It's a terrible day in the neighborhood, and that's okay

Despite his sweet pastor’s demeanor, Rogers was tuned into our soul’s darkest feelings. He had an uncommon appreciation for anger, fear, stress, sadness, disappointment and loneliness. He respected the range of emotions and encouraged children to accept all their feelings as natural. This conviction came early: As an only child to proper New England parents, Rogers was discouraged from acknowledging sadness. This, along with Rogers’ childhood experience of getting bullied for being overweight, made “Fat Freddy,” as he was called, acutely aware that too often, and usually inadvertently, adults silence children instead of showing them how to deal with troubling feelings.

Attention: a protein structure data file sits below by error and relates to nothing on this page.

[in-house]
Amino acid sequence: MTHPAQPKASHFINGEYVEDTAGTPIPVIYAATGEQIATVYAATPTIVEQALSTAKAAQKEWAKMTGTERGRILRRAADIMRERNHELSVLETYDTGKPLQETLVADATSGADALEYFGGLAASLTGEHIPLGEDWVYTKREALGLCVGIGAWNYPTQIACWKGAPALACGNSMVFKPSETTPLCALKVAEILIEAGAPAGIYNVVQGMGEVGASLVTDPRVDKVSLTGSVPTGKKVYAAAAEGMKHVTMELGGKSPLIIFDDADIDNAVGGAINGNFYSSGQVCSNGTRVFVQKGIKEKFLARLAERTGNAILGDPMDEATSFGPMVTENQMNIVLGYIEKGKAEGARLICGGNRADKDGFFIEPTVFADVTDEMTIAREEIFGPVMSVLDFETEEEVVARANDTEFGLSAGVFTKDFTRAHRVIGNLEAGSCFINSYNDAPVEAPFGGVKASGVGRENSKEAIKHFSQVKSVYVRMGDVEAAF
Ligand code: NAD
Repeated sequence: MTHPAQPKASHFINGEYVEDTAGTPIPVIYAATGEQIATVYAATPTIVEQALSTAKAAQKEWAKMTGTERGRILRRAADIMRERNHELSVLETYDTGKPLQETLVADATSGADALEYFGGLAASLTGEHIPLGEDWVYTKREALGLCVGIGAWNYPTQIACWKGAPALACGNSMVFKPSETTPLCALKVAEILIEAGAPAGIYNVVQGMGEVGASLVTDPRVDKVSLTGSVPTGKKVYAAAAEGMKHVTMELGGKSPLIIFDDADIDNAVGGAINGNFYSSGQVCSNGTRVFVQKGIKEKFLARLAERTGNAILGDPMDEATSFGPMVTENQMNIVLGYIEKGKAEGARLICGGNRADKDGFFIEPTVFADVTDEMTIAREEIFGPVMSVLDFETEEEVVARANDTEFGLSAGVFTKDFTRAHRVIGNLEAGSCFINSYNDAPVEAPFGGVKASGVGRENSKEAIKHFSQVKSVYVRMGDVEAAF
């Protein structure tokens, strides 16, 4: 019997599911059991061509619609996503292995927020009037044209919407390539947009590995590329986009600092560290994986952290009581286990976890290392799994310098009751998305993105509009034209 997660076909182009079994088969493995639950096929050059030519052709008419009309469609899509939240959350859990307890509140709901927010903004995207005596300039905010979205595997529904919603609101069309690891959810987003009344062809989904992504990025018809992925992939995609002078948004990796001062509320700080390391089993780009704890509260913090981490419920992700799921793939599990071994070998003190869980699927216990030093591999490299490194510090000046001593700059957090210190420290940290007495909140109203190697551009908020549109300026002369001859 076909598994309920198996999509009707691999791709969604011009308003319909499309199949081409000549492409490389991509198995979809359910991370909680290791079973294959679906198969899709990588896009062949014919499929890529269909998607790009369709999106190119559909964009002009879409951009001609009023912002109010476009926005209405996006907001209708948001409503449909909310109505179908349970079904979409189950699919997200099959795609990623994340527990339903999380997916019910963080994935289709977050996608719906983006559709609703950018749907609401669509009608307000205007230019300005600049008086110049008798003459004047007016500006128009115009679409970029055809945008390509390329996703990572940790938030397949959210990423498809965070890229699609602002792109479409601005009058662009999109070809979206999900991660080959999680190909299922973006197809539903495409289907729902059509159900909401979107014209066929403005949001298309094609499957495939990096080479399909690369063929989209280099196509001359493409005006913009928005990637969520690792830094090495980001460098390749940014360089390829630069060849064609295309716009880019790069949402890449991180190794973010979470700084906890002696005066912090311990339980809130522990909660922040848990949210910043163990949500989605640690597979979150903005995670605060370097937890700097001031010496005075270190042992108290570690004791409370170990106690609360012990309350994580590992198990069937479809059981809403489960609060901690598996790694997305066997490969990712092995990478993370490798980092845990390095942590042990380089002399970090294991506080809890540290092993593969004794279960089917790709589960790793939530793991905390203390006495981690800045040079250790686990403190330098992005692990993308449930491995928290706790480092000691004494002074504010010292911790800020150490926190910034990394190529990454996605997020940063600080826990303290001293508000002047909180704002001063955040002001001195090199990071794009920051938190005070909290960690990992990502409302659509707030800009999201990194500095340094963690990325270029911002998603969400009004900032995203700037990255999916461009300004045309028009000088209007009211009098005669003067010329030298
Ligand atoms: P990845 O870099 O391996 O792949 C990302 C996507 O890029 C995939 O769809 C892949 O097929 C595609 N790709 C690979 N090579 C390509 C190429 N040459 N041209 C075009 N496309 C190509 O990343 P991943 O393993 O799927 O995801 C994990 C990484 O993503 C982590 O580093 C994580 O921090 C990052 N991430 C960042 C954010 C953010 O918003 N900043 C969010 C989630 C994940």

Rogers believed that variations of the “sticks-and-stones” adages intended to get kids to “shake it off” are stifling; they abandon children to their pain instead of teaching them how to process it. In contrast, Rogers encouraged children to face their dark feelings. Not a trained philosopher, Rogers would likely attribute his education in the emotional landscape of children to the psychologist Dr. Margaret McFarland at the University of Pittsburg, with whom he collaborated for 30 years. And yet there is a foundation for the sort of philosophy of feelings Fred Rogers practiced that can be traced back more than 2,000 years to Ancient Greece.